“What did Lindsay say?”
Before Hollywood discovered the benefit of locking their doors when leaving town, a group of gutsy, celebrity-obsessed high schoolers ransacked the homes of Paris Hilton, Rachel Bilson, Orlando Bloom and Lindsey Lohan…to name a few. And they posted their designer booty on Facebook feeling the temporary fulfillment of ultimate materialism–until they got caught.
“Emma Watson showed up–Hermione just stole all of our shit!”
For a film that took years in the making to have all schedules open and synced, Seth Rogen, Jay Baruchel, Jonah Hill, James Franco, Danny Mcbride and Craig Robinson team up to film their version of the apocalypse. And it was worth the wait.
“The loneliest moment in someone’s life is when they are watching their whole world fall apart, and all they can do is stare blankly.”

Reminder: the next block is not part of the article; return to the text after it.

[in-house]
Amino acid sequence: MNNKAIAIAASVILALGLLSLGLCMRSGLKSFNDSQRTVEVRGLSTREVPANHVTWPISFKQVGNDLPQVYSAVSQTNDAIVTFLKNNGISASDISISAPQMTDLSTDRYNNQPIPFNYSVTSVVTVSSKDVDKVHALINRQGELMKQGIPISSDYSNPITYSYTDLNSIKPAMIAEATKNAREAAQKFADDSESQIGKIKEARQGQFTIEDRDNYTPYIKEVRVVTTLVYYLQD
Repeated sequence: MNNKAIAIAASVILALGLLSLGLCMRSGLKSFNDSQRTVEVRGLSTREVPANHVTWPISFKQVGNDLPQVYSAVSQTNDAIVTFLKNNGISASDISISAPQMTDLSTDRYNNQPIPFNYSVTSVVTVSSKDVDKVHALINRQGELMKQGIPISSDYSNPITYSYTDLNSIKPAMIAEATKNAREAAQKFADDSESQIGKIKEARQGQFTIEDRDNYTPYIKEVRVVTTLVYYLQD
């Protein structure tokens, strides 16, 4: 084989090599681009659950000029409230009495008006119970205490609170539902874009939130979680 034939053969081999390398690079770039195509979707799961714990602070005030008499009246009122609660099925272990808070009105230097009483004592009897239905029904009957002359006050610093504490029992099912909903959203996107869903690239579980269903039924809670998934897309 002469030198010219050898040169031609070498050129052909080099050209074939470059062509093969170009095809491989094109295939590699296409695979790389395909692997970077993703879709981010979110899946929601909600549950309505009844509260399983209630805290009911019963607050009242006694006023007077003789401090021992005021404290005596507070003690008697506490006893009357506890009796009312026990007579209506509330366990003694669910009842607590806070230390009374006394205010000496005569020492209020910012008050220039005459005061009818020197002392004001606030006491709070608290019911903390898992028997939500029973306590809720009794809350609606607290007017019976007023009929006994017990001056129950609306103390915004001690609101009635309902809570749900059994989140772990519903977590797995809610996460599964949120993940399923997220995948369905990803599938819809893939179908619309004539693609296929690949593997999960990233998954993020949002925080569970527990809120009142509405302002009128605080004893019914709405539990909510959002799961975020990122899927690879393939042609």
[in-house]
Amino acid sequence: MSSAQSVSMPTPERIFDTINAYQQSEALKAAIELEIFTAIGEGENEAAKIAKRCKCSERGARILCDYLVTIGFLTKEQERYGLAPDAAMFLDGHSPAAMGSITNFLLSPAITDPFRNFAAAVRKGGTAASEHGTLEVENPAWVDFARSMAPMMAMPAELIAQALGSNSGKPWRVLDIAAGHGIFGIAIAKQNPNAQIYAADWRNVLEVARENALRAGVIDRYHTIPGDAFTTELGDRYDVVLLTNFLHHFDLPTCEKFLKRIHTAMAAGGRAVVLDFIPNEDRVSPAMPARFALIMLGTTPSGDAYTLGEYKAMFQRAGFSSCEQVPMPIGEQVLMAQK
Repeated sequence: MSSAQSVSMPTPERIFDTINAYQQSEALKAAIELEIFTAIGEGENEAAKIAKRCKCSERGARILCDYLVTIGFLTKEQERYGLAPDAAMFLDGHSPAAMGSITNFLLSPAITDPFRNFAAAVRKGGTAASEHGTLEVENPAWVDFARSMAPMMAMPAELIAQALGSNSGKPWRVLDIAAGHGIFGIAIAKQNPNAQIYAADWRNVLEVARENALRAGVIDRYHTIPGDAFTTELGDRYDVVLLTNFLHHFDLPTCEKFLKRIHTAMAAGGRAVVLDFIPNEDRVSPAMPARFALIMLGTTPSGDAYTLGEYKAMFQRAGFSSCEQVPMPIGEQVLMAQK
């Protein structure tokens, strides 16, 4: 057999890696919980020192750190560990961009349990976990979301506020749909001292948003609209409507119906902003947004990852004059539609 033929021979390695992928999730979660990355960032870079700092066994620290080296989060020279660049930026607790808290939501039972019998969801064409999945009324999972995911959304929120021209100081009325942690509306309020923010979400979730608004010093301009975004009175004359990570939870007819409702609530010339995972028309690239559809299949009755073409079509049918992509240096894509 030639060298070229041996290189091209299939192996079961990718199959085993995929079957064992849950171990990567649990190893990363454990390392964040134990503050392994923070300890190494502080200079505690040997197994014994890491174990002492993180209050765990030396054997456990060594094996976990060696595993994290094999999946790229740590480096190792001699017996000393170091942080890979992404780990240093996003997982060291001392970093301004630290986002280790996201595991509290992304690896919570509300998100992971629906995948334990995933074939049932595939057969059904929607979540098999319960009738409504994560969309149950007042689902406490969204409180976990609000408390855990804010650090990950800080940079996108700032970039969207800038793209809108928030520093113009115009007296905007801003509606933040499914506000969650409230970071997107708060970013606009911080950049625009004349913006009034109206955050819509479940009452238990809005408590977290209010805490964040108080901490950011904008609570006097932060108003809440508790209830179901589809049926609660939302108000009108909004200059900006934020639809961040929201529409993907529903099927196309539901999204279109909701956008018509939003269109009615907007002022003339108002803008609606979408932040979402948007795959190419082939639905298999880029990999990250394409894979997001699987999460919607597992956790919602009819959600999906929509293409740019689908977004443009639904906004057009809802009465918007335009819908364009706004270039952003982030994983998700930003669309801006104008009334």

As a novel deemed incapable of translating onto screen, preconceived notions were buzzing about the film prior to release, especially with director Baz Luhrmann’s sensational modern eye attached to the holiest of holy American classics. With glitz and glamor, Hip-Hop and a glossy 3D finish, Luhrmann’s adaptation paints a boisterous statement—it’s no surprise critics are dissatisfied and dismissive of the highly stylized 21st century vision of F. Scott Fitzgerald’s The Great Gatsby.
But with such a hyper musical score, 3D adaptation and over-stylized CGI, this is questionable content worth giving a chance, because while I’ve read the book and seen the Robert Redford adaptation, I was a little iffy as well. Instead of watching this expecting a page to screen adaptation, consider it a page to screen interpretation coated with 21st century context that only Baz can create. If the greatest complaint is Luhrmann’s style over substance, isn’t that exactly who Jay Gatsby was?
“Not since Hall and Oates has there been such a team.”
If you ride like lightening, you’ll crash like thunder. With as much speed and adrenaline as handsome Luke’s motor riding, The Place Beyond the Pines navigates a complex trail of twists and turns that creates an unavoidable crash course in fate.
Halloween costume 2013?